Just hearing those words, “the Frog Pond” makes me light up with happy memories. It was one of my Leon’s favorite places. Late one Sunday evening (a few years ago) he seemed to be in deep thought, then he said, “That Frog Pond is great, it has everything. If a person can’t be happy there, you might as well shoot ‘em, cause they are hopeless.”…
Cathe Steele owns and operates this wonderful venue in Silverhill, Alabama. It is a gathering of fine musicians from around the country and even a few from other countries. The audience is much more than an audience; it is a family reunion of sorts. Actually it gathers music lovers who often feel closer than family.
Early afternoon every Sunday, during the Frog Pond season (late fall through early spring), anticipation fills the air on this little farm in Silverhill. Even the dogs that live there know it is the day. It is the day when happy people arrive; ready to greet one another and sometimes to catch up on things since they last gathered. It is a day of hugs, smiles, laughter, clapping, singing along, foot tapping and patting those sweet dogs that mosey by to see ya.
Everyone who has been there before knows about the covered dish dinner in the farm house, the sweet treats and fresh coffee in the sugar shack nearby. Then there is the porch swings on the deck of the farmhouse and hanging from a tree in the audience area. There are several structures on the farm that provide such things as the sound booth from which all the wonderful music is regulated and tweaked as the show goes on; often they record the show in there too. There is the place where merchandise (CDs, shirts, koozies, hats etc) are made available to purchase from the musicians. There are a couple places to sleep overnight on the farm which helps artists who have traveled to get here. There is a huge chalk section on the fence walls that allow you, even beckon you to write on them. You can express your feelings or write about the experience or say whatever your heart wants us to know.
There is one BIG enemy of the Frog Pond. It is a formidable enemy that is so powerful it decides whether we can even have our Sunday show. It is often called Mother Nature, or The Weather.
Sunday, March 11, 2018 we were teased unmercifully for hours…rain yes, rain maybe, rain yes. Then will it go away in time for the show to begin? Most felt the show would be cancelled, yet hoped upon hope that it would not. The hope was so strong that it won out…the show would and did go on.
Due to all of the doubt about the weather, the crowd was much smaller than it would have been and than it should have been. The phenomenal, world traveling, extremely talented Corky Hughes and Grayson Capps, who are regulars at the Frog Pond if they are not traveling, were there and they were joined by a young man on the mandolin, named Noah Wise. The headliner was David Wilcox. If you haven’t heard David Wilcox, you must check him on YouTube, google him, find him and listen to his stuff.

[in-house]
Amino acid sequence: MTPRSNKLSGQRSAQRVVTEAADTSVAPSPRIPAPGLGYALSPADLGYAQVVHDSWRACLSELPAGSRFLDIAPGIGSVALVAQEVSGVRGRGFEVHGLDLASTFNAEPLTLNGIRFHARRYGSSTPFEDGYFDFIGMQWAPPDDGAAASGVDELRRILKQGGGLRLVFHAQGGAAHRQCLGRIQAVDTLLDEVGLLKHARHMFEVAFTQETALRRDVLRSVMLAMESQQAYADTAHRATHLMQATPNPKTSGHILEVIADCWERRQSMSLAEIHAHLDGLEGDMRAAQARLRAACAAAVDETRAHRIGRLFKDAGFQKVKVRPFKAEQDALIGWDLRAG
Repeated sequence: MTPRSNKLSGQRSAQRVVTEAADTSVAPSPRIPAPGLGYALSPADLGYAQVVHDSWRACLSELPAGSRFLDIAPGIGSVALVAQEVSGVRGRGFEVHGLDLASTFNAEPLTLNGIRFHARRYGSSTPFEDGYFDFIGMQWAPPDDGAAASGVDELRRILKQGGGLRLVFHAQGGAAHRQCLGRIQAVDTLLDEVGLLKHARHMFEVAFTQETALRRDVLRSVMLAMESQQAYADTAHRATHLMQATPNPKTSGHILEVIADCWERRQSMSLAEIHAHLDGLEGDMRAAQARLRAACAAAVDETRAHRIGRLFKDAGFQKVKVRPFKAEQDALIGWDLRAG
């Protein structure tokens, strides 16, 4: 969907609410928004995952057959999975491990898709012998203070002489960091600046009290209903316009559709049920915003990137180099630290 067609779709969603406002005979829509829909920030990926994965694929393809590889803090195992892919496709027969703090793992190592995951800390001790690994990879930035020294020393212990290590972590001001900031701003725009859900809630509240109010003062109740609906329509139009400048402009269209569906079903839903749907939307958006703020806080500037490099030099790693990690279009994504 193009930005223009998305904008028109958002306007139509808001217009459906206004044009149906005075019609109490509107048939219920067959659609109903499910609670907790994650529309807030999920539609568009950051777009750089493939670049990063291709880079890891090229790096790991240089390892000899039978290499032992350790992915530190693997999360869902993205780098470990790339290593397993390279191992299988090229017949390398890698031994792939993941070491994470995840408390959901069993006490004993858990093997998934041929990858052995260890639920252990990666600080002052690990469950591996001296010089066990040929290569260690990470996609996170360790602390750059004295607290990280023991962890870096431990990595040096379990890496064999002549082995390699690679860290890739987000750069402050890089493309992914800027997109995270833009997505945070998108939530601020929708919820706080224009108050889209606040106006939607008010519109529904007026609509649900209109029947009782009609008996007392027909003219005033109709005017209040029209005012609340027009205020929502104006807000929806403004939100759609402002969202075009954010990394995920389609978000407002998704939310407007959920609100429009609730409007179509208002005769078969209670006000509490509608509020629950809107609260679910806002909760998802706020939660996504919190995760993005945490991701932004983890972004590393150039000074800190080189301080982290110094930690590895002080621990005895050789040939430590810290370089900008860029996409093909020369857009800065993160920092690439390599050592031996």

My son Eric Erdman is a musician and he absolutely loves David Wilcox. When he was playing a lot of covers for a lot of years, one of his regular “go to” musicians to cover was David Wilcox. Two of my favorites, (though I love them all) are “Eye of the Hurricane” and “Rusty Old American Dream”. Do yourself a favor and look those up, listen to them. This man is a gifted wordsman who can craft a song that makes you feel his words deep in your bones. He can make you cry, he can make you laugh, he can make you ask why…for me that is the true epitome of a person who is a real songwriter.
Noah Wise, the young mandolin player I mentioned earlier, stayed on stage and accompanied David Wilcox that day. He filled in the spaces that needed him in David’s songs and finished dressing them for us. Noah is young and quite new as a musician by most scales; but he is the real deal and has a bright future in music.
Even on a rainy day like March 11, even though the parking lot was slippery and slimy in places with mud from the rain, even though the crowd was less than normal, it was a great day for music. David played the same for us as he would have for an audience of thousands. He knew we were there to hear him and that most of us were true fans. A unique thing about David Wilcox is that he laughs a loud, uproarious laugh often. He laughs that laugh after almost every single song. I don’t know if it is a nervous laugh or if he is just so thrilled to be playing his songs. It really doesn’t matter but I do wonder about his laugh.
If I knew how to contact him I would say “Thank You David Wilcox for sharing your talent with us” “Thank you for continuing to write excellent songs for us to fall in love with.”
I also say “Thank you Cathe Steele for the Frog Pond”…it is a piece of heaven carved out on that land in Silverhill, Alabama to lift our spirits.
Thank you for helping us escape from things in life that can bring us down.